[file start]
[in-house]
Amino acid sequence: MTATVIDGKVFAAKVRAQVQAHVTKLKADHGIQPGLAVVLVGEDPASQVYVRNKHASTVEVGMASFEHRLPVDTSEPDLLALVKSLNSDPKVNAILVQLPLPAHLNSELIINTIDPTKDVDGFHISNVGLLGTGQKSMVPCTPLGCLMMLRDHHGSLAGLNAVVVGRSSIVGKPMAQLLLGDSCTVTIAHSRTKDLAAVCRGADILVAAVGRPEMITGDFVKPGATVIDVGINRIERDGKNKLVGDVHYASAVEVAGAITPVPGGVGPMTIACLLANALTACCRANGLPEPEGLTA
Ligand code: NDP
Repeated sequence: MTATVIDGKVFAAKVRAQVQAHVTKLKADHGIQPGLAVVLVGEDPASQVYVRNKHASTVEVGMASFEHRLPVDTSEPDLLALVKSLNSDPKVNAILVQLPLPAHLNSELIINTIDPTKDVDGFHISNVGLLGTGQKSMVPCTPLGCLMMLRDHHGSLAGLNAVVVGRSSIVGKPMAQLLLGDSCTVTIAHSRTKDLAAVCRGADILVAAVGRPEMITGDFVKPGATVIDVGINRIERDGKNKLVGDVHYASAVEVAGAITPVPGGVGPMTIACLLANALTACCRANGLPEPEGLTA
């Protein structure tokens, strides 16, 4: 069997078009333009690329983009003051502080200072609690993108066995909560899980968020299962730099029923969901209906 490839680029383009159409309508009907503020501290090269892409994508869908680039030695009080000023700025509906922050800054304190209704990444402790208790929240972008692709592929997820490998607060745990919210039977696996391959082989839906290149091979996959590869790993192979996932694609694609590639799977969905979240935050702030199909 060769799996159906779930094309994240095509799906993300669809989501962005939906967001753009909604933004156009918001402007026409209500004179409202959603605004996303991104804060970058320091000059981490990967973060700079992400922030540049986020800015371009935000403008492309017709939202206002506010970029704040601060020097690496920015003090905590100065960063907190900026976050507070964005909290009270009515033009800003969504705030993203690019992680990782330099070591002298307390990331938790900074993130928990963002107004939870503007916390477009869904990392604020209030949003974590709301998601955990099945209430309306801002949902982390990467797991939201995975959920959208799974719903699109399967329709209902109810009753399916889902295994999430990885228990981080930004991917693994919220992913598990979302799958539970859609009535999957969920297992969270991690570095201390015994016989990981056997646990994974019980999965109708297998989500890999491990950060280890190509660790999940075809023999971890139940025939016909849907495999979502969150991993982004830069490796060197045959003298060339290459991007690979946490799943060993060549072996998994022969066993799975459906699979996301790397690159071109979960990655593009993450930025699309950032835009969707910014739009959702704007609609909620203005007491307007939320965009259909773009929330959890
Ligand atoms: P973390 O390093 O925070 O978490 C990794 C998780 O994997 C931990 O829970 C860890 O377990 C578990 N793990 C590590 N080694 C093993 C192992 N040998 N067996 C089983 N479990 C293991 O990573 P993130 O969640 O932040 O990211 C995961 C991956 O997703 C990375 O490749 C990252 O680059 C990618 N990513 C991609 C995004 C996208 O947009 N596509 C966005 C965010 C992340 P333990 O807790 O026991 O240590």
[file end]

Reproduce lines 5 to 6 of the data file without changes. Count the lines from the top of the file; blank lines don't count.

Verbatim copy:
């Protein structure tokens, strides 16, 4: 069997078009333009690329983009003051502080200072609690993108066995909560899980968020299962730099029923969901209906 490839680029383009159409309508009907503020501290090269892409994508869908680039030695009080000023700025509906922050800054304190209704990444402790208790929240972008692709592929997820490998607060745990919210039977696996391959082989839906290149091979996959590869790993192979996932694609694609590639799977969905979240935050702030199909 060769799996159906779930094309994240095509799906993300669809989501962005939906967001753009909604933004156009918001402007026409209500004179409202959603605004996303991104804060970058320091000059981490990967973060700079992400922030540049986020800015371009935000403008492309017709939202206002506010970029704040601060020097690496920015003090905590100065960063907190900026976050507070964005909290009270009515033009800003969504705030993203690019992680990782330099070591002298307390990331938790900074993130928990963002107004939870503007916390477009869904990392604020209030949003974590709301998601955990099945209430309306801002949902982390990467797991939201995975959920959208799974719903699109399967329709209902109810009753399916889902295994999430990885228990981080930004991917693994919220992913598990979302799958539970859609009535999957969920297992969270991690570095201390015994016989990981056997646990994974019980999965109708297998989500890999491990950060280890190509660790999940075809023999971890139940025939016909849907495999979502969150991993982004830069490796060197045959003298060339290459991007690979946490799943060993060549072996998994022969066993799975459906699979996301790397690159071109979960990655593009993450930025699309950032835009969707910014739009959702704007609609909620203005007491307007939320965009259909773009929330959890
Ligand atoms: P973390 O390093 O925070 O978490 C990794 C998780 O994997 C931990 O829970 C860890 O377990 C578990 N793990 C590590 N080694 C093993 C192992 N040998 N067996 C089983 N479990 C293991 O990573 P993130 O969640 O932040 O990211 C995961 C991956 O997703 C990375 O490749 C990252 O680059 C990618 N990513 C991609 C995004 C996208 O947009 N596509 C966005 C965010 C992340 P333990 O807790 O026991 O240590």